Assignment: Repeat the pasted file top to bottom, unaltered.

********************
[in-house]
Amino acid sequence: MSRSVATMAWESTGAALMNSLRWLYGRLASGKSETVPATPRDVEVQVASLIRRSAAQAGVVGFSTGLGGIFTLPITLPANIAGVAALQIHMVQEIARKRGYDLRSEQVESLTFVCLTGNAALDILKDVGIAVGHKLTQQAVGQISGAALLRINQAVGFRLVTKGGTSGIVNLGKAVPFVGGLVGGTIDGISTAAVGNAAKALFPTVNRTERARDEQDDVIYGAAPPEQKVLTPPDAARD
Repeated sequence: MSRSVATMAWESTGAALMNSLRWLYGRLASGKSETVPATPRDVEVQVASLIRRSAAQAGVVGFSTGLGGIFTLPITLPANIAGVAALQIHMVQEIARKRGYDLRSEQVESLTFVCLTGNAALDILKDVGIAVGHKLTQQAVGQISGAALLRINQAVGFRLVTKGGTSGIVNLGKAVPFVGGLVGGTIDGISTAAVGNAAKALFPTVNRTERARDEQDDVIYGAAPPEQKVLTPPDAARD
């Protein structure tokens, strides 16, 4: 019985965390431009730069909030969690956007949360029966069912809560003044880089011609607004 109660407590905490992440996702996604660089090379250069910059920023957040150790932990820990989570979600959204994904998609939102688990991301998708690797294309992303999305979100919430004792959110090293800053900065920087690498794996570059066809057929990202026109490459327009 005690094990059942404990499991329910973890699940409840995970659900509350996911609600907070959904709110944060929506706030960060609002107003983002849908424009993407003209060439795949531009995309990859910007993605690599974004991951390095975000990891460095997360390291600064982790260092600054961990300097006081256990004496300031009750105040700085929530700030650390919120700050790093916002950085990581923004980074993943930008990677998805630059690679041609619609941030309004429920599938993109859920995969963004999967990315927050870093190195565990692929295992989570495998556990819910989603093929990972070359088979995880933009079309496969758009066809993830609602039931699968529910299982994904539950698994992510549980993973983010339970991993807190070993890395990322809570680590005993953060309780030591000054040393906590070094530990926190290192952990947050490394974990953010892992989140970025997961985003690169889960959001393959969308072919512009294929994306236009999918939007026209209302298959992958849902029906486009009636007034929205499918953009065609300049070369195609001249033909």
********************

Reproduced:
[in-house]
Amino acid sequence: MSRSVATMAWESTGAALMNSLRWLYGRLASGKSETVPATPRDVEVQVASLIRRSAAQAGVVGFSTGLGGIFTLPITLPANIAGVAALQIHMVQEIARKRGYDLRSEQVESLTFVCLTGNAALDILKDVGIAVGHKLTQQAVGQISGAALLRINQAVGFRLVTKGGTSGIVNLGKAVPFVGGLVGGTIDGISTAAVGNAAKALFPTVNRTERARDEQDDVIYGAAPPEQKVLTPPDAARD
Repeated sequence: MSRSVATMAWESTGAALMNSLRWLYGRLASGKSETVPATPRDVEVQVASLIRRSAAQAGVVGFSTGLGGIFTLPITLPANIAGVAALQIHMVQEIARKRGYDLRSEQVESLTFVCLTGNAALDILKDVGIAVGHKLTQQAVGQISGAALLRINQAVGFRLVTKGGTSGIVNLGKAVPFVGGLVGGTIDGISTAAVGNAAKALFPTVNRTERARDEQDDVIYGAAPPEQKVLTPPDAARD
């Protein structure tokens, strides 16, 4: 019985965390431009730069909030969690956007949360029966069912809560003044880089011609607004 109660407590905490992440996702996604660089090379250069910059920023957040150790932990820990989570979600959204994904998609939102688990991301998708690797294309992303999305979100919430004792959110090293800053900065920087690498794996570059066809057929990202026109490459327009 005690094990059942404990499991329910973890699940409840995970659900509350996911609600907070959904709110944060929506706030960060609002107003983002849908424009993407003209060439795949531009995309990859910007993605690599974004991951390095975000990891460095997360390291600064982790260092600054961990300097006081256990004496300031009750105040700085929530700030650390919120700050790093916002950085990581923004980074993943930008990677998805630059690679041609619609941030309004429920599938993109859920995969963004999967990315927050870093190195565990692929295992989570495998556990819910989603093929990972070359088979995880933009079309496969758009066809993830609602039931699968529910299982994904539950698994992510549980993973983010339970991993807190070993890395990322809570680590005993953060309780030591000054040393906590070094530990926190290192952990947050490394974990953010892992989140970025997961985003690169889960959001393959969308072919512009294929994306236009999918939007026209209302298959992958849902029906486009009636007034929205499918953009065609300049070369195609001249033909």